While traditional horror video games seek to provide an exciting thrill, Nevermind is a biofeedback-enhanced horror game that has greater ambitions. It requires you to manage your anxiety in alarming scenarios – the more stressed you feel, the harder the game becomes. The aim, says Erin Reynolds, its creator, is for players to learn how to not let their fears get the best of them in nerve-wracking situations and hopefully carry over their gameplay-acquired skills into the real world.
A Garmin cardio chest strap akin to the ones gym-goers use to monitor their workout acts as a sensor, relaying the player's heart rate information to the game through an ANT+ USB stick. The game calculates the player's Heart Rate Variability (HRV), measuring the change in the duration between their heartbeats to figure out when their "fight or flight" response has kicked in and adjusts the gameplay accordingly. While Nevermind can't zero in on specific stressful emotions like frustration or upset, it's able to detect the intensity of the player's feelings and gauge how deeply they feel stress at any point during the game.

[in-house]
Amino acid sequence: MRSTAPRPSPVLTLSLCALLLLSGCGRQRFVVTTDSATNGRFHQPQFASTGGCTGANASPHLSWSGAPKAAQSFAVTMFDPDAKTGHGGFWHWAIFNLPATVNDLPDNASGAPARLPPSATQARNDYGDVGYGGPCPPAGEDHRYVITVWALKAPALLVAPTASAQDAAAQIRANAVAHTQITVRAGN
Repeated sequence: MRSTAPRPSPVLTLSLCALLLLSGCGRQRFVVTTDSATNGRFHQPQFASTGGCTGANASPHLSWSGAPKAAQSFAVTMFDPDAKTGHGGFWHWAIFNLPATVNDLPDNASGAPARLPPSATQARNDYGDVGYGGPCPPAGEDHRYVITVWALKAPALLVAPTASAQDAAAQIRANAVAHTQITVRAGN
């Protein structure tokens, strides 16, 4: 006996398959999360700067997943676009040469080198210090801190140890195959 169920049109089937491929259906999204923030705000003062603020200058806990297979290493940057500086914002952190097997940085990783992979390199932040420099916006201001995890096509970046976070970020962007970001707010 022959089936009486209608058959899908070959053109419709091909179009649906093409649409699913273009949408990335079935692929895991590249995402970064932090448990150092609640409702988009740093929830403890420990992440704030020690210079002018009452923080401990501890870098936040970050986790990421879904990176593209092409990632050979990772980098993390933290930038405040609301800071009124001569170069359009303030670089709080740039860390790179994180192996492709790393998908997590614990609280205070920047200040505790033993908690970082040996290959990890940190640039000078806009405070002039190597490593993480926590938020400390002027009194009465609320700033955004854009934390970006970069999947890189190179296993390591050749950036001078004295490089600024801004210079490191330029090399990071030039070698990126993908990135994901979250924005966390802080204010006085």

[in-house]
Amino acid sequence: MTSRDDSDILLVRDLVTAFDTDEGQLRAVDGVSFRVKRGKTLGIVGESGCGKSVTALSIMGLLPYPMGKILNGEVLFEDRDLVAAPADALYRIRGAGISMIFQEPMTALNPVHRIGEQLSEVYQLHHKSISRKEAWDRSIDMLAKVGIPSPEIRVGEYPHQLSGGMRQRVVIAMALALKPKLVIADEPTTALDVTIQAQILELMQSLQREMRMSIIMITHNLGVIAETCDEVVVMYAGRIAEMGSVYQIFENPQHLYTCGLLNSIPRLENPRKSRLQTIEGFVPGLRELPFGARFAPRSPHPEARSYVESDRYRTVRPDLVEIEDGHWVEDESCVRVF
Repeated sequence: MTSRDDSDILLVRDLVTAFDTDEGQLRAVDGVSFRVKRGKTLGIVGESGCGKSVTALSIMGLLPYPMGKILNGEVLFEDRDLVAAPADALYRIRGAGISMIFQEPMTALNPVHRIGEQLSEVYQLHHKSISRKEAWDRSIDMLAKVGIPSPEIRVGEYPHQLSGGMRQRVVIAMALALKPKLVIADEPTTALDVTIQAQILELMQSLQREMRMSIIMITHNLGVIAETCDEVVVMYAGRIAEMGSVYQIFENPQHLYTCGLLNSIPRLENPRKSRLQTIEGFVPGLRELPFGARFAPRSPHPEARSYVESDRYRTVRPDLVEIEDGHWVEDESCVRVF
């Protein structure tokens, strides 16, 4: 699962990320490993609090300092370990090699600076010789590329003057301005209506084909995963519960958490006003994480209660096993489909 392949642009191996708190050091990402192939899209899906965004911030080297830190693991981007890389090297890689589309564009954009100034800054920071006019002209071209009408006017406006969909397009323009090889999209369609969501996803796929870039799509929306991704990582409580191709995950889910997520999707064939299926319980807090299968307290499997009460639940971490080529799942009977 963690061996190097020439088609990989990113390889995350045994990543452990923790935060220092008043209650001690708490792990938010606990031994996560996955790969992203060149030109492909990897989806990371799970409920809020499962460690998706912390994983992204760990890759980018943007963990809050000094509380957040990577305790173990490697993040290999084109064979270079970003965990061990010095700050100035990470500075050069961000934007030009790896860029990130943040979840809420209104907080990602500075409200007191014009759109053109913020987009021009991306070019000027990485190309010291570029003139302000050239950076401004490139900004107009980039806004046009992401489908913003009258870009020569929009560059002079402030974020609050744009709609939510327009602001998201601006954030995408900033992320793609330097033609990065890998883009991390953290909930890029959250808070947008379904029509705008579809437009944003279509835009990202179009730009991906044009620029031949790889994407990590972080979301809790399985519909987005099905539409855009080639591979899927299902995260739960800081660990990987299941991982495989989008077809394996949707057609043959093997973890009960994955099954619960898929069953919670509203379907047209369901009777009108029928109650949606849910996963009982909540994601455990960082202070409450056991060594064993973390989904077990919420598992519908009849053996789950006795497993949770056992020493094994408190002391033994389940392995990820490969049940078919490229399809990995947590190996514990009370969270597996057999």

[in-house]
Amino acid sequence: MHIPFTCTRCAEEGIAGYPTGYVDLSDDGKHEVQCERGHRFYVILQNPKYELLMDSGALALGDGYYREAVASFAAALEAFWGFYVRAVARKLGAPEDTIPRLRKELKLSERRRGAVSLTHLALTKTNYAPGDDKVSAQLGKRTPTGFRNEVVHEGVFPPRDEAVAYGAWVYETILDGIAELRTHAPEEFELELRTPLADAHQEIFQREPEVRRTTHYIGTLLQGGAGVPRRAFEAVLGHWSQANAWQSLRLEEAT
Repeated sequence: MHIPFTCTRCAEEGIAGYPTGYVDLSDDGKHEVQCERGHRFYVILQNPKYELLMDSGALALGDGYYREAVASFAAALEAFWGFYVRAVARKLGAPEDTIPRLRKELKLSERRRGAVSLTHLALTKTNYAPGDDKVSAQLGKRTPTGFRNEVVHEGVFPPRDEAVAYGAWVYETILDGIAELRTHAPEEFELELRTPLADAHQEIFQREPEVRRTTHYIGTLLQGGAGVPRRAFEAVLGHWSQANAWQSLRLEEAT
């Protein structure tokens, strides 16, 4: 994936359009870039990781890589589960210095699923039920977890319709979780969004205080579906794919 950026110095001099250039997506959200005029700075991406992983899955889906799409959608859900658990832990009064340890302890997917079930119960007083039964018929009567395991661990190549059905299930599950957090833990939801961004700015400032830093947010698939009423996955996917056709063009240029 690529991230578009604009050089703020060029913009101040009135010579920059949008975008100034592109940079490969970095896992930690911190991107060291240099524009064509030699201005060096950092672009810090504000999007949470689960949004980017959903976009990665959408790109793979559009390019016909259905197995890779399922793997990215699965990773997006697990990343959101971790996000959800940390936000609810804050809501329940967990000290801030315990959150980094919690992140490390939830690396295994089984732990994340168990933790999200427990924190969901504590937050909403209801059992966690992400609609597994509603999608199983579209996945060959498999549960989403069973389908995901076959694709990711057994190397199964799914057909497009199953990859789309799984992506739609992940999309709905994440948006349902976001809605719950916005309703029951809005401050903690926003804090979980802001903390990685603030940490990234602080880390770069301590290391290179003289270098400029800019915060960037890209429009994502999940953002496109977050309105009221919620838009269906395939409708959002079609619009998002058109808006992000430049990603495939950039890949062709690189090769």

Instead of having fanged horrors and hordes of zombies jump out from around corners, which might need a learning curve, the game is more subtle in inducing fear and is designed to appeal to non-gamers too. It creates a warped chaotic atmosphere where the creepiness factor is slowly dialed up, with huge screaming heads, blood-spattered doors and thrashing body bags.
Assuming the role of a newly hired Neruroprober at the Neurostalgia Institute, players boldly dive into the troubled minds of traumatized patients who are repressing their most horrific memories. To root out the cause of their suffering, players will need to solve puzzles and be willing to face a host of unimaginable terrors before the patient's subconscious is ready to release its painful memories.